Open Lectures at the University of York
Every term, the University organises free open lectures on a wide variety of topics and aimed at a general audience. Some require tickets (available on individual event pages) but most do not. Where tickets are needed, this is also indicated in the publicity.
We distribute information on upcoming lectures to interested members of the public at the start of each academic term (October, January and April). If you would like to receive a free copy of this leaflet either by email or by post, please join our mailing list. Updated lecture details are also available here on our web pages. As they are updated frequently, they may publicise lectures which we were unable to include in the leaflet.
If you have an accessibility need, please contact us at email@example.com or 01904 324466, and we will make every effort to accommodate you.
The majority of lectures are held on the University campus. There is a regular bus service and the campus is easily accessible by bicycle. Car parking is available in the Pay & Display car parks, which are free after 6pm. Please note however space in the Field Lane car park on Campus East is limited. More information on reaching the University together with maps and additional parking information can be found on our Information for Visitors webpages.
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After great wrongs: From memory to the present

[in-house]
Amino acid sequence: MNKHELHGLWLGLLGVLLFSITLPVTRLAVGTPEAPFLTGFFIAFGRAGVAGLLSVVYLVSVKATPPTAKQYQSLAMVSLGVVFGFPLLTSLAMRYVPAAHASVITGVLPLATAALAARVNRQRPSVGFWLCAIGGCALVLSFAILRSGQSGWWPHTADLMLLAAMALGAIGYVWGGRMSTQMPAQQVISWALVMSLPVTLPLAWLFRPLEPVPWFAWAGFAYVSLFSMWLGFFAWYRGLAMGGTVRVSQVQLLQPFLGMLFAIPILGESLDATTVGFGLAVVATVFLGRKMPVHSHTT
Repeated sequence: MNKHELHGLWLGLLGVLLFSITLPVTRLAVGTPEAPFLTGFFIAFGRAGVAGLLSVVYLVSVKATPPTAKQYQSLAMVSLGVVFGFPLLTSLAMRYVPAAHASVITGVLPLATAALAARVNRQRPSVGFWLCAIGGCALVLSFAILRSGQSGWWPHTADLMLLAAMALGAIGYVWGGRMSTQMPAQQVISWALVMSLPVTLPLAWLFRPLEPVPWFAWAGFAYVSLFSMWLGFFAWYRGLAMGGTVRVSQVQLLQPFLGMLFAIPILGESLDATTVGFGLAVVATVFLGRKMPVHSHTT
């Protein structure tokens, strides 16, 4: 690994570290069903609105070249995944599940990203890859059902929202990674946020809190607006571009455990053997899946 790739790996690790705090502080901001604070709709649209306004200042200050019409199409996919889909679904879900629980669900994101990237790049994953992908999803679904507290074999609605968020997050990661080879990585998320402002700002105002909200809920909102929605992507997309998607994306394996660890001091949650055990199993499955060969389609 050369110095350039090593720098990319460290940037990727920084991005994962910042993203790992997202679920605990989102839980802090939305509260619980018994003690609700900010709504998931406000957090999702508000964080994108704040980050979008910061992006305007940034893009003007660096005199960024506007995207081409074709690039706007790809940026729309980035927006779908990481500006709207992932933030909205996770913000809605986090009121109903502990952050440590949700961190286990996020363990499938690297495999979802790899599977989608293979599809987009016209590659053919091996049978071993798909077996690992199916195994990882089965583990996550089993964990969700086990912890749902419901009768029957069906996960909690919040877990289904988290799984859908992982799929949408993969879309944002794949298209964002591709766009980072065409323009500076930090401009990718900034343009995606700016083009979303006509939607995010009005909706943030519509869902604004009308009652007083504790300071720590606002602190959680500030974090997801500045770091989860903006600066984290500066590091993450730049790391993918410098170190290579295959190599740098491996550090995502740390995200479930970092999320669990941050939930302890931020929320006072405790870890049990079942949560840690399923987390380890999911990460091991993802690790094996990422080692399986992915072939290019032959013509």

As the Holocaust recedes in time, the guardianship of its legacy is being passed on from its survivors and witnesses to the next generation. How should they, in turn, convey its knowledge to others? What are the effects of a traumatic past on its inheritors? And what are the second generation's responsibilities to its received memories? Eva Hoffman - a child of Polish Jews who survived the Holocaust, but whose entire families perished - explores through personal reflections, and considering historical, psychological, and moral implications of the second-generation experience.
Son of Saul - film screening
Join the University of York Jewish Society at a screening of Son of Saul, the 2015 Hungarian Oscar winner directed by Laszlo Nemes about a day-and-a-half in the life of Saul Auslander, a Hungarian member of the Sonderkommando.
Resisting planetary gentrification: The cases of Istanbul, London and Rome
The process of gentrification has produced one of the largest literatures in urban studies, yet there have been few academic studies of resistance to gentrification; indeed detailed studies of anti-gentrification protests, struggles and activism seem to have been side-lined by attention to the causes and effects of gentrification
Inspiring sustainable behaviour
Why do short-term memory tasks change our behaviour? How do commitment gaps change outcomes? How is our worry-profile the same as an Argentinean farmer’s? What is the answer to inspiring sustainable behaviour?
The problem of suffering: A Thomistic response
In this lecture, Professor Stump will present and defend the theodicy of Thomas Aquinas as a representative medieval account of the world and God's reasons for allowing suffering in it.
Vertical: The city from satellites to bunkers